G. Gu , S.L. Rideout, A.H.C. van Bruggen, J.M. Cevallos-Cevallos
Human food-borne pathogens associated with fresh produce, like Salmonella enterica on tomatoes, have been related to recent outbreaks of enteric diseases. Estimation of the probability of contamination and internalization of tomato fruits with Salmonella would be needed for food safety risk assessment and minimization. With respect to surface contamination, our greenhouse studies showed that rain splash could contribute to the dispersal of Salmonella on tomato plants, which was affected by rain intensity and duration, bacterial rdar (red, dry and rough) morphotype and plant leaf trichome density. In other greenhouse studies, we found that GFP-labeled Salmonella could enter tomato plants through leaves, move through the vascular system and internally contaminate fruits and seeds. After inoculation with 109 CFU/ml, the internal contamination rate was about 1.5% for fruits, and 5% for seeds in contaminated fruits. Hydathodes and stomata were shown to be entrance sites for Salmonella. Phloem might be the main route for the internal movement of Salmonella in plants. Surfactant application, conventional instead of organic management, bacterial rdar morphotype and guttation were positively correlated with the internalization and/or internal persistence of Salmonella in tomato plants. These results contribute to our knowledge about the interaction between Salmonella and tomato plants and future risk assessment.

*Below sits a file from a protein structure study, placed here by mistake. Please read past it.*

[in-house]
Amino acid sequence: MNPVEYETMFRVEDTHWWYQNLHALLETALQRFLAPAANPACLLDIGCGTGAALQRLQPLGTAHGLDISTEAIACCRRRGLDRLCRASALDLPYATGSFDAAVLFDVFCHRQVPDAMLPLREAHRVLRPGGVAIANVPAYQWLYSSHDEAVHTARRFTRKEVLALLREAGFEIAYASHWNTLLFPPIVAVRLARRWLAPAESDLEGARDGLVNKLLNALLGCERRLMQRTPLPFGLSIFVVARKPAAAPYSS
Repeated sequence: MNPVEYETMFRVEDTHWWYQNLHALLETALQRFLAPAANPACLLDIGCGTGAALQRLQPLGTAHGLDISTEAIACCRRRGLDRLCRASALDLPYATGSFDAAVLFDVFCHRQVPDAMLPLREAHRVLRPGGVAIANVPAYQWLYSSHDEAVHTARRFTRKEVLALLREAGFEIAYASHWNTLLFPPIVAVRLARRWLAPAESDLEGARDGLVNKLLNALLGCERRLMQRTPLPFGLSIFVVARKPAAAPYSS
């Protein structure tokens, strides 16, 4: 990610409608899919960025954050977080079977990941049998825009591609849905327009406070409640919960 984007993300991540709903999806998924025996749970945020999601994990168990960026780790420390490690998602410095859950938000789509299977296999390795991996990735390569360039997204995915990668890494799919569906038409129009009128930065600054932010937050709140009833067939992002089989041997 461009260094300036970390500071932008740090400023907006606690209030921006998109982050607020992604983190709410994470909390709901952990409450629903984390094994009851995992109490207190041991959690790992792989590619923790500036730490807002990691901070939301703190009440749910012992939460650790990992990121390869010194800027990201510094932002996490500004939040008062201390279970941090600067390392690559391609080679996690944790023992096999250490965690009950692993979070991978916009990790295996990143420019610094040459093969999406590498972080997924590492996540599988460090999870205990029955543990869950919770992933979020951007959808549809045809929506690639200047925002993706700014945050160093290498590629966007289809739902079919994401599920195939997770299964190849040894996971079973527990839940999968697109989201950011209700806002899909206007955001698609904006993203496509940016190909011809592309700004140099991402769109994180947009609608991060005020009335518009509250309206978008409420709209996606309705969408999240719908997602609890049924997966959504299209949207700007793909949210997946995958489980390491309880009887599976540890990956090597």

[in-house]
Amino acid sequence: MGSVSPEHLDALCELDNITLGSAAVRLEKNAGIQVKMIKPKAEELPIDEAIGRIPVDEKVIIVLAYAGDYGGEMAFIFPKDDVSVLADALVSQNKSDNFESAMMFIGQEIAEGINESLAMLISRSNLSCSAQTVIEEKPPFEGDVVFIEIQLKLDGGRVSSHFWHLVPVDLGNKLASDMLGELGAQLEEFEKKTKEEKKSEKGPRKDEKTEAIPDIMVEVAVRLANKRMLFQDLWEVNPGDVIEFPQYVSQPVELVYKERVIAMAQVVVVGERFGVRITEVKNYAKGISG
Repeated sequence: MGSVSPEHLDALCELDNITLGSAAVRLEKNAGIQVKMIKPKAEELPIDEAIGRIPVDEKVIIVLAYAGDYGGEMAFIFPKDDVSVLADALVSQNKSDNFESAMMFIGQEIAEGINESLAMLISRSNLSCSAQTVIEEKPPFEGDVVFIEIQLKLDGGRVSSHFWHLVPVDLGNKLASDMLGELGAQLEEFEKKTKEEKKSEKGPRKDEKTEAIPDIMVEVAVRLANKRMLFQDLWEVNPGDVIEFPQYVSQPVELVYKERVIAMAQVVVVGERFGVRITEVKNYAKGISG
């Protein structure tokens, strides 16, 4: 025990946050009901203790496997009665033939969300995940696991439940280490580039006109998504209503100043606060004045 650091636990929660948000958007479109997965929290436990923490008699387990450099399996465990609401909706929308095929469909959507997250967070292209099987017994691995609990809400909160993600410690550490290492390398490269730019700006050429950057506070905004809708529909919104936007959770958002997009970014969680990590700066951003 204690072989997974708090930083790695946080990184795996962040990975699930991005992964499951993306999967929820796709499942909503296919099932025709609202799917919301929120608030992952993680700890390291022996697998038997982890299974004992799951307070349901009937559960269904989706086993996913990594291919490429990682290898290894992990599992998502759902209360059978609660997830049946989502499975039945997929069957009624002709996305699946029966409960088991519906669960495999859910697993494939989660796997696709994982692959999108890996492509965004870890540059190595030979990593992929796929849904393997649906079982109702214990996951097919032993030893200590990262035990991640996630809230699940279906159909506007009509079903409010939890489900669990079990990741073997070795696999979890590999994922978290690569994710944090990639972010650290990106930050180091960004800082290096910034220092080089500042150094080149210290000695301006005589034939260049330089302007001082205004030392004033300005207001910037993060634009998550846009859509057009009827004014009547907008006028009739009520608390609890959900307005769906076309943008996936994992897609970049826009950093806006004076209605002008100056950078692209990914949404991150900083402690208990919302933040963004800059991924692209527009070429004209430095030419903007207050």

Gu , G., Rideout, S.L., van Bruggen, A.H.C. and Cevallos-Cevallos, J.M. (2015). THE CHANCE IS LOW, BUT IT CAN HAPPEN: SALMONELLA CONTAMINATION ON TOMATOES. Acta Hortic. 1069, 329-332
DOI: 10.17660/ActaHortic.2015.1069.47
foodborne illness, Salmonella enterica, tomato, rain dispersal, internal contamination

Acta Horticulturae